Identification and characterization of eight microsatellite loci in Machilus pseudokobu (Lauraceae), an endemic species of the Bonin Islands
ABSTRACT Eight microsatellite loci were identified and characterized for the endangered Machilus pseudokobu (Lauraceae), an endemic tree species of the Bonin Islands. The observed number of alleles at each locus ranged from 1 to
20 with an average of 6.2, and the expected heterozygosity ranged from 0.00 to 0.83 with an average of 0.47. All eight loci
were screened in cross-amplification tests for two other endemic Machilus species that also inhabit the Bonin Islands. All loci were successfully amplified in these species.
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ABSTRACT: An approach for developing codominant polymorphic markers (compound microsatellite (SSR) markers), with substantial time and cost savings, is introduced in this paper. In this technique, fragments flanked by a compound SSR sequence at one end were amplified from the constructed DNA library using compound SSR primer (AC)6(AG)5 or (TC)6(AC)5 and an adaptor primer for the suppression-PCR. A locus-specific primer was designed from the sequence flanking the compound SSR. The primer pairs of the locus-specific and compound SSR primers were used as a compound SSR marker. Because only one locus-specific primer was needed for design of each marker and only a common compound SSR primer was needed as the fluorescence-labeled primer for analyzing all the compound SSR markers, this approach substantially reduced the cost of developing codominant markers and analyzing their polymorphism. We have demonstrated this technique for Dendropanax trifidus and easily developed 11 codominant markers with high polymorphism for D. trifidus. Use of the technique for successful isolation of codominant compound SSR markers for several other plant species is currently in progress.Journal of Plant Research 08/2006; 119(4):415-7. · 2.06 Impact Factor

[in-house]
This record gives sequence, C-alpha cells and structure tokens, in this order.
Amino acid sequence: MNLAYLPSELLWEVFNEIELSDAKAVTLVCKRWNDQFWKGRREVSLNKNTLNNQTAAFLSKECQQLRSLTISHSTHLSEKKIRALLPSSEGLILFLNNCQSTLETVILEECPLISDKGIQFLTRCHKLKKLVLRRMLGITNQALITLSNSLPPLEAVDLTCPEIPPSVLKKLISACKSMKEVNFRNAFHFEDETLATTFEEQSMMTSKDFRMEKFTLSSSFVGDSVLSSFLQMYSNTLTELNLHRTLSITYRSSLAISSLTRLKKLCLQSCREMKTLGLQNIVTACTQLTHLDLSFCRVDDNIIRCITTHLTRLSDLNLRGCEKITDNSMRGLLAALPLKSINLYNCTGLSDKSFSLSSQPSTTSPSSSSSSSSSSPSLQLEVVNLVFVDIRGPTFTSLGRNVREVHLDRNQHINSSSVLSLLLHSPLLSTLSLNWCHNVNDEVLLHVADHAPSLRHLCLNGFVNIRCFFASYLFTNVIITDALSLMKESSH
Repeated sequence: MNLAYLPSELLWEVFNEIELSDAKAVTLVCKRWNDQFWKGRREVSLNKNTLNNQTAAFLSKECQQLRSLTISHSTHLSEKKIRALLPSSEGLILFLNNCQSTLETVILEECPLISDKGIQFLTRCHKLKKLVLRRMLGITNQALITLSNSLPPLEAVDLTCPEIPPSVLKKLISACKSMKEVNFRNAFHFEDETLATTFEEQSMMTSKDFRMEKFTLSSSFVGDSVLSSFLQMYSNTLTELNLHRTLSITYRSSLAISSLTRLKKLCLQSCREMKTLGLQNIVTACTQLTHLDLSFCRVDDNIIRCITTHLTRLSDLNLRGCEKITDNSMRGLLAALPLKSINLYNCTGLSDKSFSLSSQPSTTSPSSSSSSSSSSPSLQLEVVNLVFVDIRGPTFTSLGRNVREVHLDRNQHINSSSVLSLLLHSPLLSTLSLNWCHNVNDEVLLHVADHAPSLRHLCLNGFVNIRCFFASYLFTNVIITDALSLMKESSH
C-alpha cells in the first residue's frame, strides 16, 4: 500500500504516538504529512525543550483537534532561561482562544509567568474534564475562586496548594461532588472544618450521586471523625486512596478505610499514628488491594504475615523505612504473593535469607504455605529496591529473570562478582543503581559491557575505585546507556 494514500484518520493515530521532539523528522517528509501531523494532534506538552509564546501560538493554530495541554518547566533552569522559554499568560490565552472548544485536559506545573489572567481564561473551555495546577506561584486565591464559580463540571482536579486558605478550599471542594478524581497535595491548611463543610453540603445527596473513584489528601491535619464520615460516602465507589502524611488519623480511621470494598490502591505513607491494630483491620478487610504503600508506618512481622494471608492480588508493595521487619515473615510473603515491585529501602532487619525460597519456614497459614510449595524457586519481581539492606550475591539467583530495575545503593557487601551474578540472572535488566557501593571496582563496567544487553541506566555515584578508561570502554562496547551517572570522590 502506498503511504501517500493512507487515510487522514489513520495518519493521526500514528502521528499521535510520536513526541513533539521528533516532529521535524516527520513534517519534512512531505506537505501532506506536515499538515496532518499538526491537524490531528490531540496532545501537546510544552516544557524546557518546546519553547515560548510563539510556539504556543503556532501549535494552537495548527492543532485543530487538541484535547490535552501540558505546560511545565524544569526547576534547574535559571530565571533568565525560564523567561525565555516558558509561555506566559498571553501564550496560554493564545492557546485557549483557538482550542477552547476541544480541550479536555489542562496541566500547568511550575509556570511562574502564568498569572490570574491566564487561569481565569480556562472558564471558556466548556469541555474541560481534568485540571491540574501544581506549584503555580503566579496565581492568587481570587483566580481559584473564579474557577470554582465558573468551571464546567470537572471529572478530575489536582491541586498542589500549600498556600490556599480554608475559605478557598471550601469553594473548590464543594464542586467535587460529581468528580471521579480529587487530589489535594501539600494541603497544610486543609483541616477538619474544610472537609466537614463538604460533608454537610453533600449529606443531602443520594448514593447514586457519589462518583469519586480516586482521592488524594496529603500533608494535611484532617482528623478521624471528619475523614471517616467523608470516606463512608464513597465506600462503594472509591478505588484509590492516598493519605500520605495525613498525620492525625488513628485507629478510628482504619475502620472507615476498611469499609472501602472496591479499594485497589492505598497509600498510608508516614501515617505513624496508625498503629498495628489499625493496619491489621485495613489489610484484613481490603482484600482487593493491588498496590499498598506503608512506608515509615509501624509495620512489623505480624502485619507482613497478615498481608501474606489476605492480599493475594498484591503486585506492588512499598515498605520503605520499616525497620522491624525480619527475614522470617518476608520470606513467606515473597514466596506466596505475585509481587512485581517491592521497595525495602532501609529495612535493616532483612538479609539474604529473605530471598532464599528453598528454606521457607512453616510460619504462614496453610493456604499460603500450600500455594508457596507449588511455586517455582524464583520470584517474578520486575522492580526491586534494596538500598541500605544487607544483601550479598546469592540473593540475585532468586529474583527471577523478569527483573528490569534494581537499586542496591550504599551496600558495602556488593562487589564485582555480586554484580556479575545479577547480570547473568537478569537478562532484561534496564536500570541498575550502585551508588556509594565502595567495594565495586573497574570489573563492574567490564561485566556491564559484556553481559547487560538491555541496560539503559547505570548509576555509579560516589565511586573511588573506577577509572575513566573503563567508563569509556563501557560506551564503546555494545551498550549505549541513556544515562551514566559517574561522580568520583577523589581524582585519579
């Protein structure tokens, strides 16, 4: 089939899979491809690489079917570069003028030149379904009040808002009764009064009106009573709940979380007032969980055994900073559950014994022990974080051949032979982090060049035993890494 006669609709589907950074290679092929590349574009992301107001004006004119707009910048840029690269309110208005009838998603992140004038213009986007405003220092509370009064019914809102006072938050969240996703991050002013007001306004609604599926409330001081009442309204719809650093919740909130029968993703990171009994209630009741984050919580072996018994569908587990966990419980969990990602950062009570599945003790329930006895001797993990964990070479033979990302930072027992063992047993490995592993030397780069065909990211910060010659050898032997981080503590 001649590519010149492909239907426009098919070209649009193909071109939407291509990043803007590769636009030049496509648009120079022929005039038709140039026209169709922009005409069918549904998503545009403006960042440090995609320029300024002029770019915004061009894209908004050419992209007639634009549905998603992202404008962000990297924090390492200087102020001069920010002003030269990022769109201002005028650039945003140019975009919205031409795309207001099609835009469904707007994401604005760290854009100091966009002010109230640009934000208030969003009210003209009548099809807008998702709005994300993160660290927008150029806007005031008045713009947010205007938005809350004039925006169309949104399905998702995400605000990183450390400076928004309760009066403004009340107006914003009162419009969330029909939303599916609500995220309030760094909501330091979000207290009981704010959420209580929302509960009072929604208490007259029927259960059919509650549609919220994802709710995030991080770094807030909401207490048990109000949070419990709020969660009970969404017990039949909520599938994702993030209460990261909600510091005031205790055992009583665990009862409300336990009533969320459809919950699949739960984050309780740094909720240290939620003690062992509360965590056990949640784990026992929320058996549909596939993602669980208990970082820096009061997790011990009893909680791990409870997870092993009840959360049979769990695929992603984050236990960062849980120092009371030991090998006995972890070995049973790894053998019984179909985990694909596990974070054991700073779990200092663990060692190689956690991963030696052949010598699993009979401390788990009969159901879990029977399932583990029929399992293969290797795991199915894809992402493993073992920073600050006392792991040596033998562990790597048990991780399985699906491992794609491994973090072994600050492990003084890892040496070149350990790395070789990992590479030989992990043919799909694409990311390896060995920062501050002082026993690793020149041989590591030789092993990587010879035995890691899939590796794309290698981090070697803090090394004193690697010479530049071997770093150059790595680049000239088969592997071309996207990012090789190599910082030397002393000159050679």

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ABSTRACT: The Bonin Islands are typical oceanic islands, located at the western part of the North Pacific Ocean and approximately 1,000 km south of mainland Japan. This archipelago consists of about 20 small islands. Although floristic diversity is low due to the small area and limited environmental diversity, the Bonin Islands harbor unique endemic flora as in other well-known oceanic islands. This paper presents a brief summary of the results obtained from recent studies on the endemic flora of the Bonin Islands. The results are reviewed in relation to the four stages of the evolution of endemic flora in the oceanic islands; migration, establishment, enlargement and diversification. The ancestors of the flora originated mostly from tropical and subtropical Southeast Asia or mainland Japan by rare events of long distance dispersal. The proportion of bird-dispersed species is relatively high as for other oceanic islands. Genetic data sets obtained from allozyme variation in some endemic species suggest that migration occurred several million years ago and genetic diversity is correlated with current population size. At the time of establishment, self-compatible plants are expected to have an advantage. However, the percentage of dioecious plants is relatively high. This is partly due to evolutionary changes from hermaphroditic ancestors to dioecy which occurred in two genera in the Bonin Islands. In addition, there are some examples of evolutionary changes from herbaceous ancestors to woody endemics. Adaptive radiation is found in some genera, although the number of congeneric endemic species is less than five. Studies of allozyme variation inPittosporum, Symplocos andCrepidiastrum showed that genetic identity is generally very high between congeneric species in spite of their distinct morphologies. This result suggests that divergence of these species occurred rather recently and distinct morphological differences are based on a limited number of genetic changes.Researches on Population Ecology 01/1998; 40(2):205-212.